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Israel Fails to Get Top Islamic Jihad Leader in Gaza Attack

By Ross Dunn (VOA-Jerusalem)

Palestinian officials said that an Israeli helicopter gunship fired at a car in the Gaza Strip Sunday but failed to hit a top leader of the Islamic Jihad. A military helicopter fired two missiles at a car traveling east of Gaza City, but witnesses said the occupants escaped before the rockets hit. The driver and several bystanders were injured, but the apparent target of the operation reportedly managed to escape. The Islamic Jihad, a group dedicated to Israel's destruction, said the missiles were intended to kill one of its military commanders, but he was unhurt. The organization did not identify the alleged target.

Defense Minister Names al-Qaida as Prime Suspect in Mombassa Attack

By VOA News, IsraelNationalNews & Ha'aretz

Israel's Defense Minister has named Osama bin Laden's al-Qaida terrorist network as a prime suspect in last week's suicide bombing at the Israeli-owned Paradise Hotel in Kenya that killed 16 people. Shaul Mofaz said Sunday in Jerusalem that suspicions that al-Qaida were behind the blast are deepening, although there is no tangible evidence.

Israel said it would also investigate why it was not aware of a possible attack in Kenya. Both the Australian and German governments each issued advisories against travel to Kenya in the days before the bombing. Mofaz also confirmed reports that the bomb used in the suicide bombing attack contained more than 440 pounds of explosives.

Three suicide bombers rammed an explosive-laden vehicle into the Paradise Hotel on Thursday in Mombassa, killing 16 people, including themselves and three Israelis. Kenyan investigators reported they have found two fragments of the bomb - parts of a gas cylinder fastened to the underside of the vehicle to create a bigger explosion. Police have found the registration plate for the vehicle and are still searching for the owner. Kenyan authorities continue to hold for questioning six Pakistanis and four Somalis who they say arrived in Kenya by boat last week from Somalia.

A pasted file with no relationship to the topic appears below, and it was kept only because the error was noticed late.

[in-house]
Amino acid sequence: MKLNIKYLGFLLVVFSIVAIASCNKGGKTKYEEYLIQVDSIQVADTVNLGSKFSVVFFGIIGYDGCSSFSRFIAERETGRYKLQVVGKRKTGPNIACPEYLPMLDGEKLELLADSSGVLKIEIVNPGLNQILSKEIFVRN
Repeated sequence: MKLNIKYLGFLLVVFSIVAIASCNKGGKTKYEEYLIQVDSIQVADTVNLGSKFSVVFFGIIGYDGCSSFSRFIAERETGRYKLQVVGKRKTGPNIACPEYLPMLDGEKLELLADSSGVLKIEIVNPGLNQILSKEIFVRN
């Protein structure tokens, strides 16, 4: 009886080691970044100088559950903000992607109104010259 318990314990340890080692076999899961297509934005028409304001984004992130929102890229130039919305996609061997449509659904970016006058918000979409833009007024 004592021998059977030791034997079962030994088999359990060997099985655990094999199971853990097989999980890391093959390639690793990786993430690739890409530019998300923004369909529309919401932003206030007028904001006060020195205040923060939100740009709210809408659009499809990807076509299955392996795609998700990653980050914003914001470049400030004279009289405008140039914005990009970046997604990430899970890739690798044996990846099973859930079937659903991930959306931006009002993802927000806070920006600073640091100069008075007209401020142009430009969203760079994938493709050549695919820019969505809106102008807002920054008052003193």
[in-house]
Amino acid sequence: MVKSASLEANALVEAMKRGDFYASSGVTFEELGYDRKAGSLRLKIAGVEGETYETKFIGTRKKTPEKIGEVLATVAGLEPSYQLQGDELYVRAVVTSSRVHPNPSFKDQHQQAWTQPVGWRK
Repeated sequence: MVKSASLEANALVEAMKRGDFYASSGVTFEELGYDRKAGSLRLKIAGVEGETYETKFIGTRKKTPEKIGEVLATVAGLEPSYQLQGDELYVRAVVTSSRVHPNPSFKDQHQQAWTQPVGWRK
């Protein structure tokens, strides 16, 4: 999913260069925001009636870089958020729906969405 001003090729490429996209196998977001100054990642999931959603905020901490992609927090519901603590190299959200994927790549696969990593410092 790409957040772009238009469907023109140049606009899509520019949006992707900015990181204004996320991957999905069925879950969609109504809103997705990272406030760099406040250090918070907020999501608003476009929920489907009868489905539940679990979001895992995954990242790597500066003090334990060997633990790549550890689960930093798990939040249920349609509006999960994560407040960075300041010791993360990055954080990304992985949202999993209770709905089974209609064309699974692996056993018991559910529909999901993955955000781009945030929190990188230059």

Three Kenyan dancers killed in the attack were buried Sunday in the village of Kikambala. They were all members of the same family and performed in the Giriama traditional dance troupe.

The IDF army sent a team of 150 doctors, psychologists, and soldiers, as well as medication and food necessary for evacuation efforts from Mombassa, Kenya early Friday morning. Police and special security personnel will remain in Mombassa to investigate the circumstances of the suicide attack.

Ha'aretz reported Sunday that Kenya would not heed Israeli demands to turn over some evidence in the attacks, saying it would conduct the probe alone. The dispute threatened to delay the investigation into the suicide bombing and the failed missile attack on an Israeli charter jet moments earlier. American and Israeli leaders both questioned Kenya's ability to conduct a thorough probe.

Kenyan police officials said Israeli authorities want to take pieces from a four-wheel-drive Mitsubishi Pajero that exploded outside the hotel on Thursday, killing 10 Kenyans, three Israelis and the bombers inside. Israel also wants the launchers and missile casings from shoulder-launched rockets believed used in the attempt to shoot down the Israeli charter plane.

"None of this evidence is going back to Israel. This evidence is our responsibility," Kenyan bomb specialist Charles Jamu said. Raanan Gissin, spokesman for Prime Minister Ariel Sharon, said from Jerusalem that Kenya had been cooperating "up to now," but that the Kenyans weren't prepared for the investigation. "They were not geared to this kind of a threat or they don't have the necessary resources or technological capabilities that would enable them to deal with that," Gissin said.